Of course, the last senior cleric revered for his light touch -- oft-accompanied with a Ricklesian flair for the loving (and, sometimes, not-so-loving) barb -- was the iconic figure of the eighth archbishop of New York, whose spirit was prominently conjured to great effect at Sunday night's liturgy in the nation's first cathedral.
While speaking of the historical legacy of the early American church, and the 1810 ordinations of John Carroll's first suffragans, Bishops Benedict Flaget of Bardstown, Michael Egan of Philadelphia and Jean Lefebvre de Cheverus of Boston, Cardinal William Keeler noted the one who didn't make it: Richard Luke Concanen, the Irish Dominican named as the first bishop of New York.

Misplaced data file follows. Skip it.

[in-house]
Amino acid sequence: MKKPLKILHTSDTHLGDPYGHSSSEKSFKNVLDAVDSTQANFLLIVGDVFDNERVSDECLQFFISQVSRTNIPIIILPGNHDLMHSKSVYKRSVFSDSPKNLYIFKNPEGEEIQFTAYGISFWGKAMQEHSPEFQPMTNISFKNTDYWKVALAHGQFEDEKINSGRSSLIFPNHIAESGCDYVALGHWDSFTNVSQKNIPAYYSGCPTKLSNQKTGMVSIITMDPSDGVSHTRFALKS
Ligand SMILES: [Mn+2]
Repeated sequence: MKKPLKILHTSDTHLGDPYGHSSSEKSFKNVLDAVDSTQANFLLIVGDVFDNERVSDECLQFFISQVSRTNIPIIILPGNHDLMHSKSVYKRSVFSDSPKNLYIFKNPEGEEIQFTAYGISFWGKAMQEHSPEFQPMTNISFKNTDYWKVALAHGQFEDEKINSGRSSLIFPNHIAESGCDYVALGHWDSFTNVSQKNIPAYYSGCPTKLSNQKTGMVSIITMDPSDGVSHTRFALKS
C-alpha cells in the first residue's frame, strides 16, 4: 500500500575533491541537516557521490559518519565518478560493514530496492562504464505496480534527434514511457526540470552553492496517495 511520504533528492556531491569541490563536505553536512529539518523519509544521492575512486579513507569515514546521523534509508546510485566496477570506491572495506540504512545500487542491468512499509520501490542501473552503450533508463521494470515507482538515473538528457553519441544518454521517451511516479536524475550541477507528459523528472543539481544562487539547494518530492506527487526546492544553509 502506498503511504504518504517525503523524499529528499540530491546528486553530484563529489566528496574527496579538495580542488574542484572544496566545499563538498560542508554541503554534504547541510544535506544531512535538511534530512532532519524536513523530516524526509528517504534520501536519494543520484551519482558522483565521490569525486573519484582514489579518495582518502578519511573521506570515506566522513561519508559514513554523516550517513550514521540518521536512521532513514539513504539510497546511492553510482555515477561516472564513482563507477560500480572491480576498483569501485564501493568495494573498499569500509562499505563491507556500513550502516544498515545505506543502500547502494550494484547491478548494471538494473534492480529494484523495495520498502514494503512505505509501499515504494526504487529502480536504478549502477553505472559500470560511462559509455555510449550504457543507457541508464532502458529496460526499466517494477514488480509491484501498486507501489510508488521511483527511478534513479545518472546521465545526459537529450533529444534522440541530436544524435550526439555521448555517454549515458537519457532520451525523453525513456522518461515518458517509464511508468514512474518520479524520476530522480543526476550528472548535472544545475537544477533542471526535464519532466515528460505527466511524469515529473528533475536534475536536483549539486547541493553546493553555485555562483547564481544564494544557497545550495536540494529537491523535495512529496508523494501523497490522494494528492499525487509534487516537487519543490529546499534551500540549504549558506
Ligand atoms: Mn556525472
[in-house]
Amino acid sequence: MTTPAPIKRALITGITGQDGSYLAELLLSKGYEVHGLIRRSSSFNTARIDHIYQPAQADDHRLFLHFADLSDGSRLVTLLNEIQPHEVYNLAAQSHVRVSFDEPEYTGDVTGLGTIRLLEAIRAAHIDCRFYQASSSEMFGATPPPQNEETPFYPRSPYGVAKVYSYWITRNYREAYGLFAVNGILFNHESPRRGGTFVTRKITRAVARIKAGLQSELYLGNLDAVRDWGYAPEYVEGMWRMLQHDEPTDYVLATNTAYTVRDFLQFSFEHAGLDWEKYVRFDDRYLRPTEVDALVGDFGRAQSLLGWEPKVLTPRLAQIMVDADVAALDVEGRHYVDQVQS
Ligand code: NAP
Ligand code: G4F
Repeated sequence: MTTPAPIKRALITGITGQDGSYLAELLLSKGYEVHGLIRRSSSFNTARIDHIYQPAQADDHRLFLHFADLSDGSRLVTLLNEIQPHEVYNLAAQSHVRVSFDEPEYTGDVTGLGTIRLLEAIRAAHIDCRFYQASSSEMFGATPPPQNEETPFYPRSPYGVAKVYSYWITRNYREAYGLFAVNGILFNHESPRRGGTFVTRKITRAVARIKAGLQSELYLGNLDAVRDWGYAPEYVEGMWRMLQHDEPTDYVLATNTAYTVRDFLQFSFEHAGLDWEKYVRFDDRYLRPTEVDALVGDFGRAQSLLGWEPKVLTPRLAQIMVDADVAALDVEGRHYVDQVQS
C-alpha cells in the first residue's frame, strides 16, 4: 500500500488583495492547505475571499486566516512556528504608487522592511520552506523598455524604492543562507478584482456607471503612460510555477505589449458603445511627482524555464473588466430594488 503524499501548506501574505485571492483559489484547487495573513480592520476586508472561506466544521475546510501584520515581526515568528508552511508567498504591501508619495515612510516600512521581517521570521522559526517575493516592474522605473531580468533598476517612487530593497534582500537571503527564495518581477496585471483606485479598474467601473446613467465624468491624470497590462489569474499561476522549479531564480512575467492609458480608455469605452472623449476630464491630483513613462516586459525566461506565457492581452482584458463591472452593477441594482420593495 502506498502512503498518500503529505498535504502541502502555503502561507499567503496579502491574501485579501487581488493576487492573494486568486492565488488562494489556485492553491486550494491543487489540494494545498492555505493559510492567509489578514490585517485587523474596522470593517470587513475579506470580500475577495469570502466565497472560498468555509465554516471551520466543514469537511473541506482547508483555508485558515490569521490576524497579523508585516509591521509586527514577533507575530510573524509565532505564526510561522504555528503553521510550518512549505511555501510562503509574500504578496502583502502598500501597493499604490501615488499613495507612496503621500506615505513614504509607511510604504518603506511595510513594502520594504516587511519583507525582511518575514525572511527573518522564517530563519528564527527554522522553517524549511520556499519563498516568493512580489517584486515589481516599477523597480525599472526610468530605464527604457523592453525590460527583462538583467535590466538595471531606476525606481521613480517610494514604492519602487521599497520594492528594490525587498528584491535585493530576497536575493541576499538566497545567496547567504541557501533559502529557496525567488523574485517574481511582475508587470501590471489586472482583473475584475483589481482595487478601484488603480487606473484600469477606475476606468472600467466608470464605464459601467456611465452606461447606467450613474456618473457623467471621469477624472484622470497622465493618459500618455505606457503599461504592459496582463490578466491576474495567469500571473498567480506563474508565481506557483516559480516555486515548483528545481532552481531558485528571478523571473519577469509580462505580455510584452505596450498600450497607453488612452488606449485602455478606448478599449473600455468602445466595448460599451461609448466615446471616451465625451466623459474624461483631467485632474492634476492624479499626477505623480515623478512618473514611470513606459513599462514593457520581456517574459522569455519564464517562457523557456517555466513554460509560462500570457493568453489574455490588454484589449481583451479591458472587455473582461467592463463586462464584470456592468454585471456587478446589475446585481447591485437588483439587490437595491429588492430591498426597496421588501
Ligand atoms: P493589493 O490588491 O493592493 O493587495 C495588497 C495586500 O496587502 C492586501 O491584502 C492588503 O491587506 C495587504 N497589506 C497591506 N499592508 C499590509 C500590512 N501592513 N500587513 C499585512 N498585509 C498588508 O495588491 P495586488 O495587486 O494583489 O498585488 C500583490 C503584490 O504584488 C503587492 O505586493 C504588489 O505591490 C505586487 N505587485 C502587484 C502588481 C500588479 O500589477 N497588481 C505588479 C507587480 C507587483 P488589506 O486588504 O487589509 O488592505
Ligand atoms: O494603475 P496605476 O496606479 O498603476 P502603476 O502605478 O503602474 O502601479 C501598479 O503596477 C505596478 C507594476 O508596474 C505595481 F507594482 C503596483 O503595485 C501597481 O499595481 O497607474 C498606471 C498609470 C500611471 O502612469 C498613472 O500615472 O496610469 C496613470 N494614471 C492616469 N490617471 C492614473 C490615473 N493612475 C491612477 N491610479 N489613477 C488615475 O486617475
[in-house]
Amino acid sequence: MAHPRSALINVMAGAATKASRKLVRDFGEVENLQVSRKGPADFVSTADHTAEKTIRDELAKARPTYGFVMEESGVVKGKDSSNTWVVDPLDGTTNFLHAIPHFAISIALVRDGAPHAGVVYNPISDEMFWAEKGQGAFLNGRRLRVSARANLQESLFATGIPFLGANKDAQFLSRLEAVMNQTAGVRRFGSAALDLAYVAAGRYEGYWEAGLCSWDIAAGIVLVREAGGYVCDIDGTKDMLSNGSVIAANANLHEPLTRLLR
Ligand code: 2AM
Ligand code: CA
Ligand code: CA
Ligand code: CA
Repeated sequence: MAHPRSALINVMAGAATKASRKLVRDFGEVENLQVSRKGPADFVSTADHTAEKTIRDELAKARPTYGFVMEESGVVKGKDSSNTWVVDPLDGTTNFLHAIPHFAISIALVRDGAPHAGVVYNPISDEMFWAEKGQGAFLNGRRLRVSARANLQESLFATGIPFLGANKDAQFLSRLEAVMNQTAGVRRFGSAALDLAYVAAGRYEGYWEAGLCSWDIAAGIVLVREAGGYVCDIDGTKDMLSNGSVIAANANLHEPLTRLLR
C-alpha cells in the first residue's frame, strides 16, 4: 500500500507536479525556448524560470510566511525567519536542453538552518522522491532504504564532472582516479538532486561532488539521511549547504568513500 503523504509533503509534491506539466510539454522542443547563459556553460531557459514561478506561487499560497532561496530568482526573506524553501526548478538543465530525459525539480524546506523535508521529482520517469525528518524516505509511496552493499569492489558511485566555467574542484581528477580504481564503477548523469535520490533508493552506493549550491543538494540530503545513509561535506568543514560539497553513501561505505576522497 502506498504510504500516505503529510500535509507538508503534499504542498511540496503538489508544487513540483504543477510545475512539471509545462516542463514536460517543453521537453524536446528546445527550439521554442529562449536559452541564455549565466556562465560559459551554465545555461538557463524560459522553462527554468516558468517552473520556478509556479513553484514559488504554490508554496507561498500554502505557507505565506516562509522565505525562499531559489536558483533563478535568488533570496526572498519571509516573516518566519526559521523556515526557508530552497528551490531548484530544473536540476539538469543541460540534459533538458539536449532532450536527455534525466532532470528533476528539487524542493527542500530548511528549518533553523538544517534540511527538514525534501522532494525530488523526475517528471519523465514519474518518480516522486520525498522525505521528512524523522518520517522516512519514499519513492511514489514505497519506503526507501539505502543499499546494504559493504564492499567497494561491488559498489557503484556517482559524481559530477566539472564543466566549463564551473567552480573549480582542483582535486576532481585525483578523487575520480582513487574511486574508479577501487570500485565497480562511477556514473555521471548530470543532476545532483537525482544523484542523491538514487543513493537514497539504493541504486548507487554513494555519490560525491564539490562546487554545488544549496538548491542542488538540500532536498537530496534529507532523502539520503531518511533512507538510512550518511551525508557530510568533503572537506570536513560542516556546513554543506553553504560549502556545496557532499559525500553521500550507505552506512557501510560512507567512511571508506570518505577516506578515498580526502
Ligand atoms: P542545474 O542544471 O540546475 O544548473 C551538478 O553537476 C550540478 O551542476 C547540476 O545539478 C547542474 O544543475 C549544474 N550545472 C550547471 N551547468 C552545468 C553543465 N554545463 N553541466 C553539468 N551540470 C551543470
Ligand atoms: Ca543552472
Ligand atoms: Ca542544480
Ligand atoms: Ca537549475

Consecrated in Rome, en route to America Concanen died and was buried in Naples without ever having seen -- let alone taken possession of -- his charge.
In his homily, when Keeler said of Concanen that "Cardinal O'Connor called him 'the most successful of his predecessors, because he never made a mistake on the job,'" the first part of the quip alone was enough to cause a prolonged, almost deafening, surely cathartic roar of hysterics from the bishops.
Far beyond the punch-line, though, the significance and subtext of the moment weren't lost on the high-hats. And when we speak of "restoring the light," said mandate involves recovering not just a Basilica, but another vaunted virtue of American Catholicism's confidence and excellence -- surely one less costly than unearthing the magic of Carroll and Latrobe's original plan, but by no means of lesser value.
PHOTO 1: AP/Luca Bruno
PHOTO 2: AP/Chris Gardner